This book brings you closer to the real Jim Garrison. Not the deliberately and grossly distorted caricature that the MSM made him out to be. The real Jim Garrison was nothing like that, writes Jim DiEugenio.
Published in General

Russell, with the help of Hulme, did a much better job of telling the story of Nagell in 2003 than he did in 1992, writes Jim DiEugenio.

An anthology of over forty chapters which spans many years of contributions, but the number of essays that are really important, insightful, and worth preserving is small, writes Jim DiEugenio.

Monday, 01 December 2008 15:40

Haslam, Ed, Dr. Mary's Monkey

An interesting, well-organized, and crafted book. [Haslam] has given us a documented, insightful, and arresting alternative to the unsatisfactory, or missing, official story [of Mary Sherman's death]; that alternative may have huge implications down to the present day. His work deserves attention and accolades, concludes Jim DiEugenio.

Published in General
Saturday, 22 March 2008 22:27

Larry Hancock, Someone Would Have Talked

Although there are some interesting and worthwhile aspects to this book, overall I found it really disappointing. It is ... unconvincing in its overall thesis, and uses questionable sources and witnesses to advance parts of its presentation, while leaving out more credible evidence that works against that particular presentation. It pains me to write like this, since I like Mr. Hancock and think he and his organization have done some good work, writes Jim DiEugenio.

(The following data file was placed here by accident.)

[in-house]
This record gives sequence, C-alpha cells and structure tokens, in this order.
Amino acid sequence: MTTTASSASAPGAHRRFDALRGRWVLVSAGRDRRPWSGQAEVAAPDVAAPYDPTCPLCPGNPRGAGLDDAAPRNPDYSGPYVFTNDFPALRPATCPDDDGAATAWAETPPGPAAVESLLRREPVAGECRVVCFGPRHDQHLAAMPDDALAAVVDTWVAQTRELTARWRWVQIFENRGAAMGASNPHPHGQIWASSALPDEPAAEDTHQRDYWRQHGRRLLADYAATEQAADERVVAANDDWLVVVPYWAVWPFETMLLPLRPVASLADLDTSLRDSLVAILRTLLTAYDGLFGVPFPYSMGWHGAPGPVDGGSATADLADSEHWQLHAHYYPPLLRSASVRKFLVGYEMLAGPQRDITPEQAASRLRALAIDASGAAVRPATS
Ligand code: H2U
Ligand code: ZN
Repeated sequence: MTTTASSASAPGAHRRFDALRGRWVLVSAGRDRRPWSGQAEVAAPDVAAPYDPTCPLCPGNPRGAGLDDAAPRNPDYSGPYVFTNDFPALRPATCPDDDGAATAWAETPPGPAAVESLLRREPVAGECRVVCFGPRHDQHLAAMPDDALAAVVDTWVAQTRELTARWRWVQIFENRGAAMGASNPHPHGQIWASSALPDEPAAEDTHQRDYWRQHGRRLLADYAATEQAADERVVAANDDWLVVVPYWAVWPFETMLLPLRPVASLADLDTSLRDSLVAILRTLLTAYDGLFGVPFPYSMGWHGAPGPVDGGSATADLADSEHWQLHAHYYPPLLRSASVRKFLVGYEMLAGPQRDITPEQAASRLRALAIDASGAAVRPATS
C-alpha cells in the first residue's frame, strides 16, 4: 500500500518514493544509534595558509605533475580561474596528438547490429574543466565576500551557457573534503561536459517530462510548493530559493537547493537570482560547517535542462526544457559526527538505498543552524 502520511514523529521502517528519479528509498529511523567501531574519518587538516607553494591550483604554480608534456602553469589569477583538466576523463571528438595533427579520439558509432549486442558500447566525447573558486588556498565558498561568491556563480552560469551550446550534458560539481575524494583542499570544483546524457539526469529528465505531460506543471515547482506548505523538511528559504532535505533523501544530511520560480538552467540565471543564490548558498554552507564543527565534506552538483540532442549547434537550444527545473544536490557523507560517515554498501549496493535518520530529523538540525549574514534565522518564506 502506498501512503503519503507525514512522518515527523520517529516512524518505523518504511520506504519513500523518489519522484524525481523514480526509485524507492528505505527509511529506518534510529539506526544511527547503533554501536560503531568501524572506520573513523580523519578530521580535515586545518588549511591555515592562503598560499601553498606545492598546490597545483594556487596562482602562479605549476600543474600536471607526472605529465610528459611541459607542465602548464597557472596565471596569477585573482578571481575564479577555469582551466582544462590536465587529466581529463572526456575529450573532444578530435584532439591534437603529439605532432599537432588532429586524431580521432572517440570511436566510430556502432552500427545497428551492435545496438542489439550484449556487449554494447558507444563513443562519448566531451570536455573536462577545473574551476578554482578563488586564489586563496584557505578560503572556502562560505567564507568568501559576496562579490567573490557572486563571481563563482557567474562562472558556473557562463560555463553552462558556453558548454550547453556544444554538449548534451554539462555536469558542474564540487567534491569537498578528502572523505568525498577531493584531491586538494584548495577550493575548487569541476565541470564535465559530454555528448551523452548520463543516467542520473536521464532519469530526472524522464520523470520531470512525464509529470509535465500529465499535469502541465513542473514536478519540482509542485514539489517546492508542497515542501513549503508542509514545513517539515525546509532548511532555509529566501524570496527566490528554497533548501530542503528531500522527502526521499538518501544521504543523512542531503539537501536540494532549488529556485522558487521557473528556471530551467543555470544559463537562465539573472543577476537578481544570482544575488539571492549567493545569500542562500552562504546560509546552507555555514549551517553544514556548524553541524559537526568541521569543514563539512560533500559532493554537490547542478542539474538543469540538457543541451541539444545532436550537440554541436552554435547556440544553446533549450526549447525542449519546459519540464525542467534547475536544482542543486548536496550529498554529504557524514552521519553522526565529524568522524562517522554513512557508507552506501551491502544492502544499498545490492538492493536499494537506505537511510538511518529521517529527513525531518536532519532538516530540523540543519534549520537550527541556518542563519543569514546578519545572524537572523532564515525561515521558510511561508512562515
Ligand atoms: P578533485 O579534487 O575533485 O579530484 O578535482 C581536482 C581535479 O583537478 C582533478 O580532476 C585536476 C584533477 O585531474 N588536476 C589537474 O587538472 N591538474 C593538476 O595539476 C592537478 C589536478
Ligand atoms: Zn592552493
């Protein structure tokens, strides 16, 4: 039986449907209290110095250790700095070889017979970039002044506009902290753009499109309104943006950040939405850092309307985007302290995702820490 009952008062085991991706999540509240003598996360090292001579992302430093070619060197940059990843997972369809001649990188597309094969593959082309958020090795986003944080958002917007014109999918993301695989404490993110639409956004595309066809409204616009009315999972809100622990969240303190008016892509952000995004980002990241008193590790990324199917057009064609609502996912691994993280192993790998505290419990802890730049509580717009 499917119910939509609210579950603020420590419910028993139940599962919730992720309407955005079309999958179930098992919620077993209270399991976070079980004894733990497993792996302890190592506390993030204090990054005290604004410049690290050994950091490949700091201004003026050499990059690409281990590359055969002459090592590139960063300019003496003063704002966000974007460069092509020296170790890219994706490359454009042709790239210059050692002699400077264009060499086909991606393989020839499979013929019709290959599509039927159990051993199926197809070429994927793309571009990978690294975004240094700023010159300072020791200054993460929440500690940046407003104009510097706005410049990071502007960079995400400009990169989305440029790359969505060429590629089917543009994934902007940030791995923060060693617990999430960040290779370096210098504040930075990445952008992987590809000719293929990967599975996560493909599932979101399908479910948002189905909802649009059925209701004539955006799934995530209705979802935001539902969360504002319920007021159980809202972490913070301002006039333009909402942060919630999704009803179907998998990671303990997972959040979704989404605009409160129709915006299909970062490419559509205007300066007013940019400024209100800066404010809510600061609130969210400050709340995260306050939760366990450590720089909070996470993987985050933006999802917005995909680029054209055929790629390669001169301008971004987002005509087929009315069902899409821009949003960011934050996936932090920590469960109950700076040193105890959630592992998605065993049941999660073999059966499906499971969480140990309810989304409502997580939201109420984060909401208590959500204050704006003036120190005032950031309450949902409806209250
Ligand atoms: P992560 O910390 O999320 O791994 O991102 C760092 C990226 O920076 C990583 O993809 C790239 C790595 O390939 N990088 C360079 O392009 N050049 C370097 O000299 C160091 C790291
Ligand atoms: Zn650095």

With statements like Mr. Goetzman's, one doubts if Goetzman, Hanks and Paxton really read Bugliosi's 2,740 pages or any of the critical literature released prior, or subsequent, to Reclaimimg History - especially within a month's time.

Paris Flammonde, who spent years in radio and television production ... is part of a vanishing breed -- a cultured intellectual whose wit and intellect is reflected in his prose, writes Bill Davy.

Sunday, 03 December 2006 17:04

Hugh Aynesworth Never Quits

Dallas journalist and erstwhile Garrison critic continues to defend Clay Shaw as the source of a proposed screenplay with Jim Piddock, writes Jim DiEugenio.

Jim DiEugenio examines Dallas journalist Hugh Aynesworth and his role in covering up conspiracy in the JFK assassination.

Sunday, 13 August 2006 23:07

Joan Mellen, A Farewell To Justice

The book was a huge disappointment for me. Reportedly, Mellen spent seven years on it and over 150, 000 dollars. So, quite naturally, like others, I was expecting at least a worthwhile effort. If it was not going to be definitive, it would now be at least the best book on Garrison. But that's not true, writes Jim DiEugenio.

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